Monday, June 10, 2013

NEW REVIEW: My Life as a Psychiatrist: Memoirs and Essays.

Ajita Chakraborty, My Life as a Psychiatrist: Memoirs and Essays.

Reviewed by Anindya Das, Government Medical College, Haldwani, India.

Dr. Ajita Chakraborty is a noted authority in transcultural psychiatry. While trained in traditional Western psychiatry, she has campaigned for a culturally sensitive form of mental health practice better suited to patients in India.
As mentioned in the Preface of the book, one of the author’s aims in writing a memoir was to expose some of the barriers she faced while establishing herself in the field of academic psychiatry, primarily due to her gender. Chakraborty uses three different perspectives in her self analysis: a personality disposition view, a social angle, and finally a psycho-dynamic perspective to analyze the role of gender. The collection of essays provides the theoretical and practical outlines of Chakraborty’s approach to general and transcultural psychiatry. In her critique of modern psychiatry, she rightly identifies its ideological biases. She invokes Foucauldian insights to show how psychiatry is influenced by Western notions of liberal humanism which are either alien to or have been slow to develop in Eastern societies.
The central argument in most of the essays revolves around the importance of culture in the expression of self, identity, and psychopathology. Chakraborty redefines psychotherapy as “care of the mind”, drawing from Erna Hoch’s “care of the soul.” She urges us to understand the variations in power differentials in a psychotherapeutic setting, and the differences between Western and Indian contexts in the importance of the family and social interaction for psychotherapy.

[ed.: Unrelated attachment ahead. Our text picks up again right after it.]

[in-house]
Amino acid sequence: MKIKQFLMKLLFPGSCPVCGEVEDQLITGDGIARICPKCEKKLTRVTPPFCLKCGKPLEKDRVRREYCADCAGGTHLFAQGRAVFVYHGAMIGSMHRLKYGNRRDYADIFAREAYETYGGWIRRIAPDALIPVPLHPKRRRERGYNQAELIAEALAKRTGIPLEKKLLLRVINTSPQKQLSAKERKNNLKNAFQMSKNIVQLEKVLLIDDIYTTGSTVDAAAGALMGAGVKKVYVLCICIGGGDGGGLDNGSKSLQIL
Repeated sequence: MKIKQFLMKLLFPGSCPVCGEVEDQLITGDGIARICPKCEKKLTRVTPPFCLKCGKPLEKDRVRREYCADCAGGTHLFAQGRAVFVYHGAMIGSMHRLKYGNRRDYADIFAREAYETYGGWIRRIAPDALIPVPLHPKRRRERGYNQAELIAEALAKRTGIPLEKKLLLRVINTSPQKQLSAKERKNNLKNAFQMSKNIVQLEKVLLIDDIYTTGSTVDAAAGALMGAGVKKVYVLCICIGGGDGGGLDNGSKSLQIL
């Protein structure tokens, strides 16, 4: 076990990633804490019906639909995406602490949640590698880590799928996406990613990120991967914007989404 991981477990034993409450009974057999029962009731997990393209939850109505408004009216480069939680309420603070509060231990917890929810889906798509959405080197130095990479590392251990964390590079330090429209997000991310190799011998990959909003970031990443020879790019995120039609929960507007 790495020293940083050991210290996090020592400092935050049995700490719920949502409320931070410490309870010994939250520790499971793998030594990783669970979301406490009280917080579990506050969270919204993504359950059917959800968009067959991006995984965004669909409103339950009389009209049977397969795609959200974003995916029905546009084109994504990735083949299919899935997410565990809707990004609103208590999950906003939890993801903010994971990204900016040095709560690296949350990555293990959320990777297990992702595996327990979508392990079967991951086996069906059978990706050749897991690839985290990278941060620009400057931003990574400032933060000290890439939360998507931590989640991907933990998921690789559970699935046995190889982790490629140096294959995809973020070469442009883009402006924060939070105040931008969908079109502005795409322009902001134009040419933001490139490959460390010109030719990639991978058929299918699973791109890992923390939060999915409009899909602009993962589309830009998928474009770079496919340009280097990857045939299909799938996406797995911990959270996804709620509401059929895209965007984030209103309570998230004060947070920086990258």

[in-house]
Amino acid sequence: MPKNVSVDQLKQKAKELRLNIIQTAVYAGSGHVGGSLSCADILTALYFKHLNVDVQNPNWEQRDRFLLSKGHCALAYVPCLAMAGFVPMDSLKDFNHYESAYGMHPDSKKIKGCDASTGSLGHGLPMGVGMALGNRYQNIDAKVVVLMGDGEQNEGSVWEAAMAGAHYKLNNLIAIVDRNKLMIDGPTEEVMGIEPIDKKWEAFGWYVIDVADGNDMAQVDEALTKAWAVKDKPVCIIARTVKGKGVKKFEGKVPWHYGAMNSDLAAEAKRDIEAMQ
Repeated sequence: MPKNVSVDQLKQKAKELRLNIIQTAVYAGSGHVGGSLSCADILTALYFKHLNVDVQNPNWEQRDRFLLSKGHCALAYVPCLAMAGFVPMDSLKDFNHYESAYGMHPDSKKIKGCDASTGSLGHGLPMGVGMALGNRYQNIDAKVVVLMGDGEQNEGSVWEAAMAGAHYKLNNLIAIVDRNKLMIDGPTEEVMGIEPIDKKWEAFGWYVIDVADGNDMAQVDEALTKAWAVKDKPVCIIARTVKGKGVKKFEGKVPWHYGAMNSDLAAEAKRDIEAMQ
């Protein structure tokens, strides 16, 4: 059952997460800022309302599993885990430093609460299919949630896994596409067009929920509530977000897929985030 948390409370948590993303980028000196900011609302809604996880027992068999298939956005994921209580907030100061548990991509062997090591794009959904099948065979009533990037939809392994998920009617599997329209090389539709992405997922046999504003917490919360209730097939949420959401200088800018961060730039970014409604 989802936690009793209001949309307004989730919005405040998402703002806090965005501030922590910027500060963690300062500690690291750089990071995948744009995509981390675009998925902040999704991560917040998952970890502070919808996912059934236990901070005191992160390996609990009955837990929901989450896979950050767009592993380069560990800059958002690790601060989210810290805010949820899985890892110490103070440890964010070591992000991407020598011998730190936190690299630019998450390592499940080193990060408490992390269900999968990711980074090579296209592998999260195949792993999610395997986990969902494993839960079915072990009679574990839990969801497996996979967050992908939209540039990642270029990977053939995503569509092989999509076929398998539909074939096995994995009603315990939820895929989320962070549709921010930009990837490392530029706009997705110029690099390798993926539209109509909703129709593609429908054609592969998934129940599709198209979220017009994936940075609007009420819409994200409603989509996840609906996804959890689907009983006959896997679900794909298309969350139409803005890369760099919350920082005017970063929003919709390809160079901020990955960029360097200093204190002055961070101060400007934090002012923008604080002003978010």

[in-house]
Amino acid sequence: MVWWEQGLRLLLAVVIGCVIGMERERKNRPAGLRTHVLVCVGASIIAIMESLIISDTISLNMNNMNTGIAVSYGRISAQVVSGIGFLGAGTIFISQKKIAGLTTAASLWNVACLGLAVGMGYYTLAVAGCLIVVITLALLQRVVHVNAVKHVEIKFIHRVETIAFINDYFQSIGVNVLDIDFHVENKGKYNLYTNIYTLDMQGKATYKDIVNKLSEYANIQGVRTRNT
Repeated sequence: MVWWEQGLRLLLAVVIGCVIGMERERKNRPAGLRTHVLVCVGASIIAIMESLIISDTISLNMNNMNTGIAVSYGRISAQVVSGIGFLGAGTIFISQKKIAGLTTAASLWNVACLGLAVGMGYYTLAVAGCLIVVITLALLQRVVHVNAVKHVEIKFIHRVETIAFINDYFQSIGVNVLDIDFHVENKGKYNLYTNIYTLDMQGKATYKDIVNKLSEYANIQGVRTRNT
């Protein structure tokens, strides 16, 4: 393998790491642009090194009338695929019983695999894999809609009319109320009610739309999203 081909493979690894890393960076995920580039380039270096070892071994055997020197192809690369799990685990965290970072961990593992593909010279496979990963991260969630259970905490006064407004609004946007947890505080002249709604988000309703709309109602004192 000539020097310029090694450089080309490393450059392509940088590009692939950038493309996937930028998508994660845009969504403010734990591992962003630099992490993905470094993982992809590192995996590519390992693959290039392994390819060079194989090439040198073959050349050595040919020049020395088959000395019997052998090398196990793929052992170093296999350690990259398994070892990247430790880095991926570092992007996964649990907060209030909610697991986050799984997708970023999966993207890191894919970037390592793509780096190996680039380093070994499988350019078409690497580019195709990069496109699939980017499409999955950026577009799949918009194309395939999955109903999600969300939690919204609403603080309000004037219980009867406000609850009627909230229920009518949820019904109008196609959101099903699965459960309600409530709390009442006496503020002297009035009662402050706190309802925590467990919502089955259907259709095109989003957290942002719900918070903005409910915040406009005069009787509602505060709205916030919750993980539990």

Chakraborty argues that the perception of identity and definition of self is guided by the socially constructed nature of Indian-ness, modernity and tradition.
Dr. Chakraborty has chosen a simple and direct style of writing, shunning any pretence and revealing her socially engaged self rather than the “technical psychiatric” self. The accessible language of the book makes it very readable. Those with an interest in social science, particularly gender issues in professional experience and mental health will get much material for reflection.

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